Treatment of joint accounts


(Sedelstyn) #1

I am dealing with an estate where the Wife (deceased) and husband held a joint account but the monies held in the account belonged solely to the husband. Would I have to include the monies (or half of it) in the IHT account submission or not.


(Carly Russell) #2

Hello,
It will depend upon what the husband intended by the monies. If the money is held in a joint account with the husband, the funds will pass to the husband. Provided there are no issues on domicile, the passing of the asset to the husband would be tax neutral. It will also depend on what the husband intended by stating the wife’s name - did he intend for her to have a beneficial entitlement? If so, how much? Was any income from the account declared on the wife’s annual tax returns? If there is any beneficial entitlement (be it 1p) received by the wife, this needs to be declared to HMRC. The value declared depends on the evidence and the husband’s intentions. Have you also checked that there was no document severing ownership to tenants in common registered with the bank or HMRC, which is done for income tax planning on occasions. I hope that this is of assistance.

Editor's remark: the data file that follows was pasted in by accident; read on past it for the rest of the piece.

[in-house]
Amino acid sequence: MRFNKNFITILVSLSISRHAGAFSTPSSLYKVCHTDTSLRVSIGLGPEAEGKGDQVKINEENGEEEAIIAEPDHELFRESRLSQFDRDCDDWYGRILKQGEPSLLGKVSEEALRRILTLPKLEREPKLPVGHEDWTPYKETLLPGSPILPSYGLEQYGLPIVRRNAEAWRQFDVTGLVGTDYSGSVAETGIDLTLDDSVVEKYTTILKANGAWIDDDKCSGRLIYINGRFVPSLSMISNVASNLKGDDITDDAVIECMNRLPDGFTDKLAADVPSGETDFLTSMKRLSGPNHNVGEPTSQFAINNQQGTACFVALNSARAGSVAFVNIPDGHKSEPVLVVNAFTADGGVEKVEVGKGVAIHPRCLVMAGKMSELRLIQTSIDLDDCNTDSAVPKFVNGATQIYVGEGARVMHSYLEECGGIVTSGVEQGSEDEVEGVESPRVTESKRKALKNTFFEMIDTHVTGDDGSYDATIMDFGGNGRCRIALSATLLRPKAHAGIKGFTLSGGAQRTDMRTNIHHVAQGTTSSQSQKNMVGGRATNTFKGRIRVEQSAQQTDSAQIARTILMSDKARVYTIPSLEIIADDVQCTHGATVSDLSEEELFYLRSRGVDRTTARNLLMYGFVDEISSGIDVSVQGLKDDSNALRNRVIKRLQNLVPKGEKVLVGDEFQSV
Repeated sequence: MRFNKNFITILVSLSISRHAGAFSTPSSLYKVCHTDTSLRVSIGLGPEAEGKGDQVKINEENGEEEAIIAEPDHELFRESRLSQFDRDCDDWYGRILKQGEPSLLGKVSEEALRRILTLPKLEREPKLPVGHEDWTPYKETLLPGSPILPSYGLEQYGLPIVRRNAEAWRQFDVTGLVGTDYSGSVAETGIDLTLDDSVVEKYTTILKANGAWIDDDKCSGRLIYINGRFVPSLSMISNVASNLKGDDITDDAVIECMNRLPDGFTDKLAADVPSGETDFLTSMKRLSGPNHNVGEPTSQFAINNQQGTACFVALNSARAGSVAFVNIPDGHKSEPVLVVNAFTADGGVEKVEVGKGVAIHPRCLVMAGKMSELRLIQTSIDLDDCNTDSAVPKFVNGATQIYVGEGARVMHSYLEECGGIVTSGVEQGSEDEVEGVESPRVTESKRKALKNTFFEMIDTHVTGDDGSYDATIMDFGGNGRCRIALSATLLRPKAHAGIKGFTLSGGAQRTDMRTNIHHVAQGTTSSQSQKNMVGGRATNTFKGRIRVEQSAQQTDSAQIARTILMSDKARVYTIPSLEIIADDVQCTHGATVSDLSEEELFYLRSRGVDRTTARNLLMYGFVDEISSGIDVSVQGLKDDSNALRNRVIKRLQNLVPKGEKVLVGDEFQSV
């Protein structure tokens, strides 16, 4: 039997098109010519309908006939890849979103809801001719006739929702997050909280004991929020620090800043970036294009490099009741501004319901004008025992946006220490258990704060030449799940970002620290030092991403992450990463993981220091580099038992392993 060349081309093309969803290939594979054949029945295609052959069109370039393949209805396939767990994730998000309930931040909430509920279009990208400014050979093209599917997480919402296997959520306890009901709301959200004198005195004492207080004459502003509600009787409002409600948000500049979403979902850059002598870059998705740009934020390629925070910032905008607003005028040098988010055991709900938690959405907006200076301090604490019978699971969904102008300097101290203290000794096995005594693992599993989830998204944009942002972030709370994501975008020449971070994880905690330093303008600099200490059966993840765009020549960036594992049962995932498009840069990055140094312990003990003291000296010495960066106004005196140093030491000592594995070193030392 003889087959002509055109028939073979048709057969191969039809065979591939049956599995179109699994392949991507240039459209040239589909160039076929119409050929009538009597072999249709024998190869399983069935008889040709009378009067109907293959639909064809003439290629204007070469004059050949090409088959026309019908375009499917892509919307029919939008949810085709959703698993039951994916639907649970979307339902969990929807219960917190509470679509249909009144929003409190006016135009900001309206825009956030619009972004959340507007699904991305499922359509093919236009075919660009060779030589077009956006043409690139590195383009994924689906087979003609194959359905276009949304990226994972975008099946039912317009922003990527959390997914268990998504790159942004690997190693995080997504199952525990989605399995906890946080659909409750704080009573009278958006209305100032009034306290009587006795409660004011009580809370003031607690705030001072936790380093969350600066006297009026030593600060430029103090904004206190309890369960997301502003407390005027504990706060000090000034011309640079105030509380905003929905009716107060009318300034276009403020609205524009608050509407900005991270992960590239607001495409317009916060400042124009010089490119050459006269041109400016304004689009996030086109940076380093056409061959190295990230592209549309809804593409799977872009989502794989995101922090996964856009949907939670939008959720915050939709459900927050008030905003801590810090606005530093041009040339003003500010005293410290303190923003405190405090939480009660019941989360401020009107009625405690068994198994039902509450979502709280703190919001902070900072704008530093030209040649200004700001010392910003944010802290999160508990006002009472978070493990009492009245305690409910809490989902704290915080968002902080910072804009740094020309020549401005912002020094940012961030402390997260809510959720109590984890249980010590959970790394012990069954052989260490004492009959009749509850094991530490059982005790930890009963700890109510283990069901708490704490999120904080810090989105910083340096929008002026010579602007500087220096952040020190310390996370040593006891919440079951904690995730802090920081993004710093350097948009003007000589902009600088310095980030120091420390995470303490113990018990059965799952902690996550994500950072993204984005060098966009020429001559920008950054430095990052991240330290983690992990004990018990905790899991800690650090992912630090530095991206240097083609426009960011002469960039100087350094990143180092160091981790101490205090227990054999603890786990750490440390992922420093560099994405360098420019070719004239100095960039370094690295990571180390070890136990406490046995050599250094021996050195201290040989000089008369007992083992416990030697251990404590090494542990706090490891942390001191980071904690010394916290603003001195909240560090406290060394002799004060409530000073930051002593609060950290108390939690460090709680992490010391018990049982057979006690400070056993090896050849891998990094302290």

Carly


(Sedelstyn) #3

The monies were received by the husband as his share of the estate of his mother who had passed away. His intention was to gift it to his children. The money was received into the account only a short while before the wife passed away.


(Mark Hubbard) #4

The question of who owns the balance of a joint account on the death of one joint holder as a matter of trust law (rather than tax law) is fact specific, with the intentions of the party funding the account being minutely examined in order to see if any relevant presumption (resulting trust or advancement) has been rebutted, see e.g. Drakeford v Cotton [2012] EWHC 1414(Ch). On your facts it seems there was no intention to make any gift to the wife and the relevant money appears to have been held for the husband absolutely . The tax treatment of joint accounts can also be complex and does not necessarily follow the trust analysis of the beneficial interests in the balance, but I am afraid that’s not my field.


(Alexander Learmonth) #5

An interesting point on these joint account questions is to what extent presumptions of advancement or resulting trust apply. Is it reasonable to presume that a husband who puts money into a joint account with his wife intends survivorship to apply? And how express does the evidence rebutting that presumption need to be?